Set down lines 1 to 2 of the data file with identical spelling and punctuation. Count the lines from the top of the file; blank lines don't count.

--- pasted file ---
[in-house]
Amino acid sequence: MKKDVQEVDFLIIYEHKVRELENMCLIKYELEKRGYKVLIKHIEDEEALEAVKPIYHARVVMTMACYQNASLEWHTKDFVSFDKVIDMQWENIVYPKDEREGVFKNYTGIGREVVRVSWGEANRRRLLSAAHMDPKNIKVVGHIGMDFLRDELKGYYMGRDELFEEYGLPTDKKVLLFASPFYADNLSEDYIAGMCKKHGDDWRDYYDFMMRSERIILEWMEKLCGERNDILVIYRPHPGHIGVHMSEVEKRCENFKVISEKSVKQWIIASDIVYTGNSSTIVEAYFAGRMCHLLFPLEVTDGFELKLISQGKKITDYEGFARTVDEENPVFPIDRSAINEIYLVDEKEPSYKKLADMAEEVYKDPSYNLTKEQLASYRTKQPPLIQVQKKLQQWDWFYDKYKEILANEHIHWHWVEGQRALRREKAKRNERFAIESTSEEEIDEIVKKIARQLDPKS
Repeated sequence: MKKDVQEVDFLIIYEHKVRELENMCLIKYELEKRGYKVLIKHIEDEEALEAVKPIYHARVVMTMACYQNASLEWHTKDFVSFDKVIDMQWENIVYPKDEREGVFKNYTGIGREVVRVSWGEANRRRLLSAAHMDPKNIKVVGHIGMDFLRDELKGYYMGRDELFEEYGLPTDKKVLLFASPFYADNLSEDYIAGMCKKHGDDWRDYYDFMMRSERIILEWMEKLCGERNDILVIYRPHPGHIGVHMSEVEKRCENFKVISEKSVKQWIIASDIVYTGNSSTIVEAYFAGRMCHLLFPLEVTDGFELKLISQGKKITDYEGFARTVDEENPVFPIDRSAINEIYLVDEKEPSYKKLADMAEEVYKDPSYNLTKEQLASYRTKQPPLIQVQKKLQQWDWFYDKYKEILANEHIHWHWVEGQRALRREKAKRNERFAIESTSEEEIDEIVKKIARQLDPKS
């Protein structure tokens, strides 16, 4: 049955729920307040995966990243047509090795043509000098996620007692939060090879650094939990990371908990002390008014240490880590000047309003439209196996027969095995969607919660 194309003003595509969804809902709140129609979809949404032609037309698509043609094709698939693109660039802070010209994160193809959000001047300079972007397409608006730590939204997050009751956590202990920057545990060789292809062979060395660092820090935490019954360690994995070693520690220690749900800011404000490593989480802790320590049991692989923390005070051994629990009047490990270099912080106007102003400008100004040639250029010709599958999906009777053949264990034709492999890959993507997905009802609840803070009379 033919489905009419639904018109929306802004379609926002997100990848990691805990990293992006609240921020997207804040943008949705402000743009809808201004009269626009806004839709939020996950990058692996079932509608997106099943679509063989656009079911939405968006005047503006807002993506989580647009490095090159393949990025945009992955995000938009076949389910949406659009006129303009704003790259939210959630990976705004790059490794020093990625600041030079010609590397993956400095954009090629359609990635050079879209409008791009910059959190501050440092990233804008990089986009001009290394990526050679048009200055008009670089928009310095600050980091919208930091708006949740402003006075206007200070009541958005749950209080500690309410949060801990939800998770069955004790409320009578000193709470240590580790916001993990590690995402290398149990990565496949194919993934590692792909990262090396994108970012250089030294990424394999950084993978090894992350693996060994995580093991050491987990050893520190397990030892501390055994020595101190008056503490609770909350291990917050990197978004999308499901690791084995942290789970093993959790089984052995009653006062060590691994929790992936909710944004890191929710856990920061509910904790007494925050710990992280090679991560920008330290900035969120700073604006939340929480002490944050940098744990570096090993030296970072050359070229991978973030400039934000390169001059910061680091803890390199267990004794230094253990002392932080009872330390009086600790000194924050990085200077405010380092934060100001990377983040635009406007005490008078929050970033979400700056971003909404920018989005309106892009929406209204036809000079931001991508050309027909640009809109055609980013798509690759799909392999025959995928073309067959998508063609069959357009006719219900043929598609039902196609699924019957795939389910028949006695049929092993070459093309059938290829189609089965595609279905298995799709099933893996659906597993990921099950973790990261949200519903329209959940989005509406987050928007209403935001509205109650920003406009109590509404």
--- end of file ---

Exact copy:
[in-house]
Amino acid sequence: MKKDVQEVDFLIIYEHKVRELENMCLIKYELEKRGYKVLIKHIEDEEALEAVKPIYHARVVMTMACYQNASLEWHTKDFVSFDKVIDMQWENIVYPKDEREGVFKNYTGIGREVVRVSWGEANRRRLLSAAHMDPKNIKVVGHIGMDFLRDELKGYYMGRDELFEEYGLPTDKKVLLFASPFYADNLSEDYIAGMCKKHGDDWRDYYDFMMRSERIILEWMEKLCGERNDILVIYRPHPGHIGVHMSEVEKRCENFKVISEKSVKQWIIASDIVYTGNSSTIVEAYFAGRMCHLLFPLEVTDGFELKLISQGKKITDYEGFARTVDEENPVFPIDRSAINEIYLVDEKEPSYKKLADMAEEVYKDPSYNLTKEQLASYRTKQPPLIQVQKKLQQWDWFYDKYKEILANEHIHWHWVEGQRALRREKAKRNERFAIESTSEEEIDEIVKKIARQLDPKS